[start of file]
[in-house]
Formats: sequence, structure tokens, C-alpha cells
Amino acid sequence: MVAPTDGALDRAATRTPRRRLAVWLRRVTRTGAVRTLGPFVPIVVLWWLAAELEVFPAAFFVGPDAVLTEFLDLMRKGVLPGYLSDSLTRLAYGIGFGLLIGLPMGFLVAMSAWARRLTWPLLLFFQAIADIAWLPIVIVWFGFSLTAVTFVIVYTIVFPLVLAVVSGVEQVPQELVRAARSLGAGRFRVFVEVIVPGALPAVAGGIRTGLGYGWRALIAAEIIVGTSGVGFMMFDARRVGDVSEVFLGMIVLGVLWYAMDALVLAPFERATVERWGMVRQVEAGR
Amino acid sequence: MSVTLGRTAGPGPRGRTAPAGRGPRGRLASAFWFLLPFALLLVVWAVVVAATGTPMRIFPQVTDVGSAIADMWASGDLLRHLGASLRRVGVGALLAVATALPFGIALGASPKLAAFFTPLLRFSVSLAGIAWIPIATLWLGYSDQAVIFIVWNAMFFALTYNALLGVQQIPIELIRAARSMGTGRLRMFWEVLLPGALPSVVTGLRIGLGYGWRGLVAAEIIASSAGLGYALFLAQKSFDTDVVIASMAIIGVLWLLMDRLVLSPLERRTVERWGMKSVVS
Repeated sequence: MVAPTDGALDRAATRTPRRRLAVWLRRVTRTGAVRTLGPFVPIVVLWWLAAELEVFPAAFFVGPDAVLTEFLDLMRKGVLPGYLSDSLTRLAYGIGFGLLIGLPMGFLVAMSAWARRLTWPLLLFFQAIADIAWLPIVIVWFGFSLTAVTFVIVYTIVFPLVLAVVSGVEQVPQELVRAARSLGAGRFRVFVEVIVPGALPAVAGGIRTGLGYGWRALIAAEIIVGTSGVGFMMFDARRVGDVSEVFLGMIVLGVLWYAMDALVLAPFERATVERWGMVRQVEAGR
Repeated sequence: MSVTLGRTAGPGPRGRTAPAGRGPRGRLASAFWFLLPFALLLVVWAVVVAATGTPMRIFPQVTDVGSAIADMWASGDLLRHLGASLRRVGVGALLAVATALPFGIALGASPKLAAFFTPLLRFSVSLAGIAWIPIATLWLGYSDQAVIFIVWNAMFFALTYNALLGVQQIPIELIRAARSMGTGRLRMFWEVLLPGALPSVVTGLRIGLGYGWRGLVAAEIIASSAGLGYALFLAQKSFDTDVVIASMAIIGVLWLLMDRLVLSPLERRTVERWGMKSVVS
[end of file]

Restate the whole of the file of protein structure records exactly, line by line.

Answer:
[in-house]
Formats: sequence, structure tokens, C-alpha cells
Amino acid sequence: MVAPTDGALDRAATRTPRRRLAVWLRRVTRTGAVRTLGPFVPIVVLWWLAAELEVFPAAFFVGPDAVLTEFLDLMRKGVLPGYLSDSLTRLAYGIGFGLLIGLPMGFLVAMSAWARRLTWPLLLFFQAIADIAWLPIVIVWFGFSLTAVTFVIVYTIVFPLVLAVVSGVEQVPQELVRAARSLGAGRFRVFVEVIVPGALPAVAGGIRTGLGYGWRALIAAEIIVGTSGVGFMMFDARRVGDVSEVFLGMIVLGVLWYAMDALVLAPFERATVERWGMVRQVEAGR
Amino acid sequence: MSVTLGRTAGPGPRGRTAPAGRGPRGRLASAFWFLLPFALLLVVWAVVVAATGTPMRIFPQVTDVGSAIADMWASGDLLRHLGASLRRVGVGALLAVATALPFGIALGASPKLAAFFTPLLRFSVSLAGIAWIPIATLWLGYSDQAVIFIVWNAMFFALTYNALLGVQQIPIELIRAARSMGTGRLRMFWEVLLPGALPSVVTGLRIGLGYGWRGLVAAEIIASSAGLGYALFLAQKSFDTDVVIASMAIIGVLWLLMDRLVLSPLERRTVERWGMKSVVS
Repeated sequence: MVAPTDGALDRAATRTPRRRLAVWLRRVTRTGAVRTLGPFVPIVVLWWLAAELEVFPAAFFVGPDAVLTEFLDLMRKGVLPGYLSDSLTRLAYGIGFGLLIGLPMGFLVAMSAWARRLTWPLLLFFQAIADIAWLPIVIVWFGFSLTAVTFVIVYTIVFPLVLAVVSGVEQVPQELVRAARSLGAGRFRVFVEVIVPGALPAVAGGIRTGLGYGWRALIAAEIIVGTSGVGFMMFDARRVGDVSEVFLGMIVLGVLWYAMDALVLAPFERATVERWGMVRQVEAGR
Repeated sequence: MSVTLGRTAGPGPRGRTAPAGRGPRGRLASAFWFLLPFALLLVVWAVVVAATGTPMRIFPQVTDVGSAIADMWASGDLLRHLGASLRRVGVGALLAVATALPFGIALGASPKLAAFFTPLLRFSVSLAGIAWIPIATLWLGYSDQAVIFIVWNAMFFALTYNALLGVQQIPIELIRAARSMGTGRLRMFWEVLLPGALPSVVTGLRIGLGYGWRGLVAAEIIASSAGLGYALFLAQKSFDTDVVIASMAIIGVLWLLMDRLVLSPLERRTVERWGMKSVVS